Category Archives: PB Editorials

An Encyclopaedic Upanishad

— Swami Vireshananda — The main purpose of spiritual sādhana is to transcend physical understanding of reality and to raise our awareness to the realm of pure Consciousness. This is an extraordinary spiritual endeavour that takes us beyond the relative plane into a wonderful sphere of mystical revelations. It culminates in the discovery of non-difference […]

Personality and Its Development

— Swami Vireshananda — The study of human beings is one of the many fascinating studies undertaken within religion, philosophy, and the physical sciences for hundreds of years. In this study, a human becomes an object of investigation, the medium is the human mind, while oneself becomes the investigator. In other words, a knower investigates […]

Immense Idealism with Immense Practicality: Ramakrishna Mission—A Phenomenon

— Swami Vireshananda — Vedanta speaks of a universe filled with the consciousness of Brahman, the Supreme Reality, whose conscious presence is felt in all the individual components, however small they may be. This idea is graphically described in the Mundaka Upanishad: तदेतत्सत्यं यथा सुदीप्तात्पावकाद्विस्फुलिङ्गाः सहस्रशः प्रभवन्ते सरूपाः । तथाक्षराद्विविधाः सोम्य भावाः प्रजायन्ते तत्र चैवापि […]

The Path towards God — Bhagavata Way

— Swami Vireshananda — Sri Ramakrishna once remarked about Srimad Bhagavata: ‘Bhagavata is fried in the butter of knowledge and steeped in the honey of love [for the Divine].’1 The scholars echo this sentiment. They say that this great devotional work is a beautiful blending of jnana and bhakti; while karma yoga and yoga of […]

‘He is I and I am He’: Sri Ramakrishna and the Ideal of God-Realisation

What is the goal of philosophy and religion? We find different views in Eastern and Western civilisations regarding this. The goals of Western philosophy are said to be truth, rational necessity, and being good, while that of the East, especially Indian philosophy, is the realisation or Darshana of the eternal Truth. It is the first […]

Living a Meaningful Life in a Digital World

A popular definition of meaningful life goes like this: ‘In positive psychology, a meaningful life is a construct having to do with the purpose, significance, fulfilment, and satisfaction of life. While specific theories vary, there are two common aspects: a global schema to understand one’s life and the belief that life itself is meaningful.’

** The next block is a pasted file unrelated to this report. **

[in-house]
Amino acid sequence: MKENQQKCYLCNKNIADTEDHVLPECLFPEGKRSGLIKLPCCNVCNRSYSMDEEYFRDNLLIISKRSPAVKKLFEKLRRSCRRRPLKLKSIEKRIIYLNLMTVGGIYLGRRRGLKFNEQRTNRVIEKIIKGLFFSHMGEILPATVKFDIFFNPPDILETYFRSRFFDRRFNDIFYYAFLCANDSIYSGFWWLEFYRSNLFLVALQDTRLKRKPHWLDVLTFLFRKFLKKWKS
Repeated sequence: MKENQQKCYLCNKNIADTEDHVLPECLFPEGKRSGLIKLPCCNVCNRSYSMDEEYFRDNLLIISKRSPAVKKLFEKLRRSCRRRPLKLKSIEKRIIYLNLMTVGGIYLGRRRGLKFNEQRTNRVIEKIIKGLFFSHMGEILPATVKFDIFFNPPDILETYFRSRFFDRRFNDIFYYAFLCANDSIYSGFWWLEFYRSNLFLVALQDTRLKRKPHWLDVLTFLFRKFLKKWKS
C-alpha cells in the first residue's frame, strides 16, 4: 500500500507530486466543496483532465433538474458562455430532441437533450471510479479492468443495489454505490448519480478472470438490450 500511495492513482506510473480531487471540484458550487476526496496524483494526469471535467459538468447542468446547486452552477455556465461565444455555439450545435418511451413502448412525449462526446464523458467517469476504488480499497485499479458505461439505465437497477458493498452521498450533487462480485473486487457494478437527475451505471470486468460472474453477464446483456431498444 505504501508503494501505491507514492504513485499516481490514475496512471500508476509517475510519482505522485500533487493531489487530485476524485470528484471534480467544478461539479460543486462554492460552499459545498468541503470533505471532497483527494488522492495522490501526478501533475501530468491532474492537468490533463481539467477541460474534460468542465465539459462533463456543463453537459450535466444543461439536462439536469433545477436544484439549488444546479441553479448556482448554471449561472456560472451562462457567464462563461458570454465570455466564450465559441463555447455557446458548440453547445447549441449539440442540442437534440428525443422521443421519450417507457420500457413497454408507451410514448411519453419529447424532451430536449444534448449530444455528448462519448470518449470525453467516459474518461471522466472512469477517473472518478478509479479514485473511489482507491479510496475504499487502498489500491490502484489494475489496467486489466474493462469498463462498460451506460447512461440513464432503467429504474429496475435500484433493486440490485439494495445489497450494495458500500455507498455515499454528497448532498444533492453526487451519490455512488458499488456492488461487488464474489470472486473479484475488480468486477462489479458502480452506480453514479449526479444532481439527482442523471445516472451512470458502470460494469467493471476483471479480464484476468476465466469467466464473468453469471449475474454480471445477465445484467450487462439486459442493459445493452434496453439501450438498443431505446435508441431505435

‘This Whole World is Your Own!’: The Wondrous World of Holy Mother’s Teachings

Spirituality in Indian tradition is interwoven with daily life. Many spiritual aspirants call themselves religious. They read scriptures and holy books daily; practise Japa and meditation and develop faith in God. However, they feel the dilemma when applying spiritual principles to counter and solve the challenges that they face in their day-to-day life. The reason is simple: they are clueless in determining whether the noble principles enshrined in the Upanishads, the Bhagavadgita, and other scriptures would be able to give a lasting solution to the teething complications of mundane life.

How Each Chapter of the Bhagavadgita is a Yoga?

Bhagavadgita is termed traditionally as Brahmavidyā, knowledge of Brahman, and also Yogaśāstra, the scripture of Yoga. The former indicates the goal of the Gita, that is, the Knowledge of Atman or Brahman, while the latter in general points out the method to be adopted to reach the goal as taught in the Gita, that is, yoga. In traditional language, Brahmavidyā is sādhya, which is to be attained, and the yoga is sādhana, the mode to be adopted.

‘My Mother! Who is My Mother?’ — Sri Ramakrishna and His ‘Mother’

Sri Ramakrishna’s spiritual endeavour was centred on ‘Mother’—the Divine Mother, whom he considered to be ‘all in all’ in his life. It is the Mother, who operated (Yantri) the machine (Yantra) named Sri Ramakrishna. His personality had two dimensions—one is ‘himself’ and another is ‘his Mother’. The Mother is the essence of his being, his mind and heart being completely immersed in Her. He had no other desire other than acting according to Mother’s will; he had no goal in his life other than what was shown to him by the Mother.